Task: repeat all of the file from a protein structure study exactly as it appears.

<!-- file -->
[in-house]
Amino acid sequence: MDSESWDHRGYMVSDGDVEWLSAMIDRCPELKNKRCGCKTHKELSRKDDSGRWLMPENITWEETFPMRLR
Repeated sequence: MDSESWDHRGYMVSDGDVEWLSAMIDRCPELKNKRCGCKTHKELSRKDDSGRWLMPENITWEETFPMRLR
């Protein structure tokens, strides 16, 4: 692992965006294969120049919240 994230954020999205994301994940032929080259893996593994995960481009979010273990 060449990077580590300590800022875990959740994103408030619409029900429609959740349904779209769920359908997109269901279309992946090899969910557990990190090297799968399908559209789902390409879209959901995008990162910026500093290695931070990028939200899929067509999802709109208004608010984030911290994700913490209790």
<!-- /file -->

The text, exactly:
[in-house]
Amino acid sequence: MDSESWDHRGYMVSDGDVEWLSAMIDRCPELKNKRCGCKTHKELSRKDDSGRWLMPENITWEETFPMRLR
Repeated sequence: MDSESWDHRGYMVSDGDVEWLSAMIDRCPELKNKRCGCKTHKELSRKDDSGRWLMPENITWEETFPMRLR
């Protein structure tokens, strides 16, 4: 692992965006294969120049919240 994230954020999205994301994940032929080259893996593994995960481009979010273990 060449990077580590300590800022875990959740994103408030619409029900429609959740349904779209769920359908997109269901279309992946090899969910557990990190090297799968399908559209789902390409879209959901995008990162910026500093290695931070990028939200899929067509999802709109208004608010984030911290994700913490209790």